Three models were offered - the 250, 280 and 300 - with engine choices ranging from a 2.8-liter 6-cylinder to 3.5- and 4.5-liter V-8s with electronic fuel injection, as well as differing trim levels, to compete in the expanding international luxury market. Some items then being offered as standard equipment included electric power windows, pneumatically operated door locks and air conditioning, as well as electric sunroofs.

A hydro-pneumatic compensating spring on the rear suspension for heavy loads was offered on some of the W108 V-8 models. However, it wasn't needed on the W109 300SE models as the air suspension from the W112 was carried over to it, as well as the four-wheel disc brake system with anti-dive compensators.

In March 1966, an even longer-wheelbase model was introduced - the 300SEL. And in March 1968, the 300SEL 6.3 was introduced, powered by the V-8 engine from the Model 600 Grand Pullman Limousine, feted by the motoring press as "the greatest sedan in the world" and "truly the executive road racer."

1972-1980 W116: The first S-Class cars

In 1972, the company again redesigned its top-of-the-line offerings on the new W116 chassis, and began using the S-Class designation for the first time, though continuing to refer to the line-up with the term "New Generation." Each S-Class model was named for the capacity of its engine, followed by the model designation. The W116 chassis featured the 280S and 280SE with 6-cylinder engines, and a new 350SE with the 3.5 liter V-8. Six months later, the 450SE with its new 4.5-liter V-8 was added to the lineup.

The new W116 chassis had improved safety crumple zones and a ddouble-wishbone front suspension with a steering design that improved handling. Gone was the old swing axle from the W108 and earlier cars, replaced by an all-new trailing-arm independent rear suspension, which inherently provides an anti-dive capability for hard braking. The fuel tank was moved in front of the rear axle for protection in a rear-end collision and for better weight distribution.

The ultra-luxurious 450SEL 6.9 was introduced in May 1975, with its hydro-pneumatic suspension giving full level control for maximum driving comfort, central locking, air-conditioning and an available headlamp washer system. A new anti-lock braking system (ABS) was introduced in 1978, starting a revolution in "active safety" features to complement "passive safety" features pioneered by Mercedes-Benz.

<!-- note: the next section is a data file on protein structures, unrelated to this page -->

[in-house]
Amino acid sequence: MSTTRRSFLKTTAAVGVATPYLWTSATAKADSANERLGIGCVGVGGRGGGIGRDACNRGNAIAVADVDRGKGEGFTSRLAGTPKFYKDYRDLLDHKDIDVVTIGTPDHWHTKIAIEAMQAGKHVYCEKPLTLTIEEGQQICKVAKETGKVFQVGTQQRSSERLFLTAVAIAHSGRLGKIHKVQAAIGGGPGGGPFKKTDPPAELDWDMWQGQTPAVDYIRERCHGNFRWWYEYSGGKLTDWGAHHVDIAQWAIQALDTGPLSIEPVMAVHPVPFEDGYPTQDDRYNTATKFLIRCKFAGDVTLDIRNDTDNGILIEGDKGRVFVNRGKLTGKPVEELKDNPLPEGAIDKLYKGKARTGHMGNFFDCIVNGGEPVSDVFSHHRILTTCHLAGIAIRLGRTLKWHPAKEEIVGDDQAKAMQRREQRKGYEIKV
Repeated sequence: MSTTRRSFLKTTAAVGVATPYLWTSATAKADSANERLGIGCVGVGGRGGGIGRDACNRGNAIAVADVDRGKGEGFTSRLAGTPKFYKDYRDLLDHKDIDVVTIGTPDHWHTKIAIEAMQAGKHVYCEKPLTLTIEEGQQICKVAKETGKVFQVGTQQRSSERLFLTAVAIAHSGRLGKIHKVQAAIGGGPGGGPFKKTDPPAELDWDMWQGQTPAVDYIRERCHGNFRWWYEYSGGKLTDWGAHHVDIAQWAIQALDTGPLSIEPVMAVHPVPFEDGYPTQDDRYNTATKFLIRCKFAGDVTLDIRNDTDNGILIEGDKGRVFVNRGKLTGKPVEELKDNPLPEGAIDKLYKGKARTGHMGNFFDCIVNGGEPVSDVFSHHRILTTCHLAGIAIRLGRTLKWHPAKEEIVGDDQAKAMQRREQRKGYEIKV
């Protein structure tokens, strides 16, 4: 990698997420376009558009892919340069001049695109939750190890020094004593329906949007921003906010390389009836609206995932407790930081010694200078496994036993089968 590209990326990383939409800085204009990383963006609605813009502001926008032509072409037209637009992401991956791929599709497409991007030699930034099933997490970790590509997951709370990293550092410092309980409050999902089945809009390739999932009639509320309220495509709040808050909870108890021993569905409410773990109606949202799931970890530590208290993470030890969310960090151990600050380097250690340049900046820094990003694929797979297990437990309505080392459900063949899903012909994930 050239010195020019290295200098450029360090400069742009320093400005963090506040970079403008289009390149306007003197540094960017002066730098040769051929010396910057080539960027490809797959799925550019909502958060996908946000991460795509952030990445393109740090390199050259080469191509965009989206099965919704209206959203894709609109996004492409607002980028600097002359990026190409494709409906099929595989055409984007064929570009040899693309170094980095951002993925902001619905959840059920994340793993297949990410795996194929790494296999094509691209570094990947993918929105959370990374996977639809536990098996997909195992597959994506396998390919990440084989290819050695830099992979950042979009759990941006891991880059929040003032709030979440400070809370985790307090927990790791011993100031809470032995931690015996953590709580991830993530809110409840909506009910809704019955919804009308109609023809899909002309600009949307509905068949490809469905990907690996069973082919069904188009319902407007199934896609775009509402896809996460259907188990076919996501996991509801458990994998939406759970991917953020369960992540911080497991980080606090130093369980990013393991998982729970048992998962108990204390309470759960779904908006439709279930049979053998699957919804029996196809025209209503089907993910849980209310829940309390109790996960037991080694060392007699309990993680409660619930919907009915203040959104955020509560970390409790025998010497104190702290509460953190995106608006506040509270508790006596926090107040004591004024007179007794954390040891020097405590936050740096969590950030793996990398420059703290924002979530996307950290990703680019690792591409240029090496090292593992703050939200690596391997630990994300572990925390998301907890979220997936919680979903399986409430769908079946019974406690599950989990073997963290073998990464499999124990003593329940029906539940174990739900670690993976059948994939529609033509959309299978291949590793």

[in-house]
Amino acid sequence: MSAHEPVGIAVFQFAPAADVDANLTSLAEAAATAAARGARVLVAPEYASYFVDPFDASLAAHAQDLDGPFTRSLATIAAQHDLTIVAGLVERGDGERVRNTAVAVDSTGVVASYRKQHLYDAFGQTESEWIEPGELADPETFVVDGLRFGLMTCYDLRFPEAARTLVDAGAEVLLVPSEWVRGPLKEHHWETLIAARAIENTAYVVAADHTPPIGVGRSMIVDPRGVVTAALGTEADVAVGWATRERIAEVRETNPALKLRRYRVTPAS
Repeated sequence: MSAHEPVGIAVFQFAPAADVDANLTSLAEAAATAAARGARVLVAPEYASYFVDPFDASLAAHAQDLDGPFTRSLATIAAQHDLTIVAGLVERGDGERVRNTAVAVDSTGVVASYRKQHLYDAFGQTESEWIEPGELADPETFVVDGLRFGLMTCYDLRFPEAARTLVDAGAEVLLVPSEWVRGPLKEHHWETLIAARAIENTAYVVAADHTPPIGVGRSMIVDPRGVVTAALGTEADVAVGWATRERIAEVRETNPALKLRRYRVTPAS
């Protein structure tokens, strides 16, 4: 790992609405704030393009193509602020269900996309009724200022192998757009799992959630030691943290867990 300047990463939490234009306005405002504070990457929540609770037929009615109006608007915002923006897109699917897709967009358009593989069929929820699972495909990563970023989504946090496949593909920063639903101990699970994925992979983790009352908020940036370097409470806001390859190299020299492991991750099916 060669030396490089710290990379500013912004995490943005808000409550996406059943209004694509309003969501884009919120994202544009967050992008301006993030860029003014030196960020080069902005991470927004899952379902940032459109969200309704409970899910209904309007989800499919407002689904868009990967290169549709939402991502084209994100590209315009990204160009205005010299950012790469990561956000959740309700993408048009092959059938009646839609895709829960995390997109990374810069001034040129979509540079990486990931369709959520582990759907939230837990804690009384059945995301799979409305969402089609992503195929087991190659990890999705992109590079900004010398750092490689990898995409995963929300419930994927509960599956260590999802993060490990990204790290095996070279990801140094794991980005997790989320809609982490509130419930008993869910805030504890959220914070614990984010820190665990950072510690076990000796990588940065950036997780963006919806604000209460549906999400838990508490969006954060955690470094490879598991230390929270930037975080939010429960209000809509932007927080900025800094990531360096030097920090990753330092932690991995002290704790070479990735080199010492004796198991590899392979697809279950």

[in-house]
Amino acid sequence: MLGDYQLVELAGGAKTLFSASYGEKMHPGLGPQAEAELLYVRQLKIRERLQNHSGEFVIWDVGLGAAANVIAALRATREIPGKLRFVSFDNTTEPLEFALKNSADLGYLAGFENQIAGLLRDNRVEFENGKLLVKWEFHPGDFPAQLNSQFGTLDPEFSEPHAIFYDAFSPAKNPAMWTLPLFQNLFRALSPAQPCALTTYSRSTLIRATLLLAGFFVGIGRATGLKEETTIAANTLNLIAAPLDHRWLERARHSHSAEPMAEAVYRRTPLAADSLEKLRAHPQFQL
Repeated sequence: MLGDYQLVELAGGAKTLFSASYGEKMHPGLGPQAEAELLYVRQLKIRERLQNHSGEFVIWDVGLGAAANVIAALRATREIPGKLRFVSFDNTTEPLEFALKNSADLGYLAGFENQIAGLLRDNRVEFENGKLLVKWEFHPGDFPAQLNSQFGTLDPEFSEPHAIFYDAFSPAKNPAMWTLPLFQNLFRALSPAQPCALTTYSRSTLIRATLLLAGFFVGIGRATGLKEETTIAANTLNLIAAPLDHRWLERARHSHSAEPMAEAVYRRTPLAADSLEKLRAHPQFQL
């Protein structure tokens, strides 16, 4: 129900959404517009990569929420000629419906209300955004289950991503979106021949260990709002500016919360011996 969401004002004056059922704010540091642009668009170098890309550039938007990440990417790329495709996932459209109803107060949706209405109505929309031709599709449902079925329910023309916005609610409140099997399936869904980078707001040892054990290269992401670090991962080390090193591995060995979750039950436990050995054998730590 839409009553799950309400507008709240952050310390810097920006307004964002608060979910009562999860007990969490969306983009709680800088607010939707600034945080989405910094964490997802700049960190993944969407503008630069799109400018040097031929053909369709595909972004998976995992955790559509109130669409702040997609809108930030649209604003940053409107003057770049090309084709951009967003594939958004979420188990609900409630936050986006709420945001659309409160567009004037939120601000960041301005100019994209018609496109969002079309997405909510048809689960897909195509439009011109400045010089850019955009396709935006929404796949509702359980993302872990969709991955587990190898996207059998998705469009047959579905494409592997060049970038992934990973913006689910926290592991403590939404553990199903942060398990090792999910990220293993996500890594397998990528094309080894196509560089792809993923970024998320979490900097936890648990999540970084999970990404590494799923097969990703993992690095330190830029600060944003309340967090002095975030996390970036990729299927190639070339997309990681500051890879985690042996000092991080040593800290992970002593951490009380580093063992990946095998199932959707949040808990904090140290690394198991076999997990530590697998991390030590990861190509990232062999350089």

New emissions regulations being introduced in the United States and major European countries required the development of new fuel-injection systems such as CIS (continuous fuel injection). In addition, to meet the needs for higher fuel economy as gasoline prices escalated after the global fuel crisis of 1973, the 300SD was introduced with a turbodiesel engine.

1979-1985 W126 S-Class series

The S-Class on the W126 chassis was the car that indelibly stamped Mercedes-Benz as the luxury car manufacturer to beat in terms of style, performance, and luxury. The company was also the unquestioned market leader in the increasingly important area of passenger safety, developing an impressive array of passive and active safety features. For the first time, a sedan could be involved in a 55 kph (34.2 mph) frontal offset crash with no damage to the passenger cell. Research in metal alloys, redesign of bumpers and side-impact protection, as well as air-bag systems (1981), brought passenger safety - and acclaim for Mercedes-Benz - to a new level.

The W126 series offered seven models with a choice of four engines ranging from a carburetor-fed 2.8-liter 6-cylinder to a fuel-injected, 5.0-liter all-aluminum V-8. Also available in this series was a limousine model with a wheelbase six inches longer than the regular sedan. The company's Energy Concept program instigated the redesign of engines for greater fuel economy and reduced emissions to meet customer demand and legislative mandates.

A striking new coupe was introduced in 1981 on the W126 chassis, firmly establishing the SEC series. This elegant and desirable two-door machine had a wheelbase three inches shorter than the sedan, and featured a powerful 3.8-liter V-8 engine.

1985-1992 Updated W126 S-Class series

Updated in 1985, the improved W126 chassis was not changed significantly, but the bodies were noticeably restyled with improved aerodynamics. Larger brakes were accommodated in 15-inch wheels.